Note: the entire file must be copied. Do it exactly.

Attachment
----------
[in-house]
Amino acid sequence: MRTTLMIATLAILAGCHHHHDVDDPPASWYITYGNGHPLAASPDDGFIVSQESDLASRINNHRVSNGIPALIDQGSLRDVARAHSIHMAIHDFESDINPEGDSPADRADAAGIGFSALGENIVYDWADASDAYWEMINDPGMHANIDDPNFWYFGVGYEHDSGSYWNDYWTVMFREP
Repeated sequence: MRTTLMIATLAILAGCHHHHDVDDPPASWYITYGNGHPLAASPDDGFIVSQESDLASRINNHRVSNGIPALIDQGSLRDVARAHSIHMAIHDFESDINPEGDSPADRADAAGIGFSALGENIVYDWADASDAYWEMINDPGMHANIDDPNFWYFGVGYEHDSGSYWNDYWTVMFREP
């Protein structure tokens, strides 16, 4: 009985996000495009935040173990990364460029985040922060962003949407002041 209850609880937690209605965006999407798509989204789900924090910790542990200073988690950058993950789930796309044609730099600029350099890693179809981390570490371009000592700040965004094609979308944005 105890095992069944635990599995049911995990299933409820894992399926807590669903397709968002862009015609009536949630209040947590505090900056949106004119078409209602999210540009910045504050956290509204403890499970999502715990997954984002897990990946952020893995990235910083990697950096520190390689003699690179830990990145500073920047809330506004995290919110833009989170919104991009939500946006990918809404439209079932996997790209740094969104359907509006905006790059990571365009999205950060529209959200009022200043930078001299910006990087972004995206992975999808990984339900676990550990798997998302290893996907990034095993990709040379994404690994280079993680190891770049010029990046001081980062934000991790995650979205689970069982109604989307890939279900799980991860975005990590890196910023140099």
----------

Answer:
[in-house]
Amino acid sequence: MRTTLMIATLAILAGCHHHHDVDDPPASWYITYGNGHPLAASPDDGFIVSQESDLASRINNHRVSNGIPALIDQGSLRDVARAHSIHMAIHDFESDINPEGDSPADRADAAGIGFSALGENIVYDWADASDAYWEMINDPGMHANIDDPNFWYFGVGYEHDSGSYWNDYWTVMFREP
Repeated sequence: MRTTLMIATLAILAGCHHHHDVDDPPASWYITYGNGHPLAASPDDGFIVSQESDLASRINNHRVSNGIPALIDQGSLRDVARAHSIHMAIHDFESDINPEGDSPADRADAAGIGFSALGENIVYDWADASDAYWEMINDPGMHANIDDPNFWYFGVGYEHDSGSYWNDYWTVMFREP
């Protein structure tokens, strides 16, 4: 009985996000495009935040173990990364460029985040922060962003949407002041 209850609880937690209605965006999407798509989204789900924090910790542990200073988690950058993950789930796309044609730099600029350099890693179809981390570490371009000592700040965004094609979308944005 105890095992069944635990599995049911995990299933409820894992399926807590669903397709968002862009015609009536949630209040947590505090900056949106004119078409209602999210540009910045504050956290509204403890499970999502715990997954984002897990990946952020893995990235910083990697950096520190390689003699690179830990990145500073920047809330506004995290919110833009989170919104991009939500946006990918809404439209079932996997790209740094969104359907509006905006790059990571365009999205950060529209959200009022200043930078001299910006990087972004995206992975999808990984339900676990550990798997998302290893996907990034095993990709040379994404690994280079993680190891770049010029990046001081980062934000991790995650979205689970069982109604989307890939279900799980991860975005990590890196910023140099």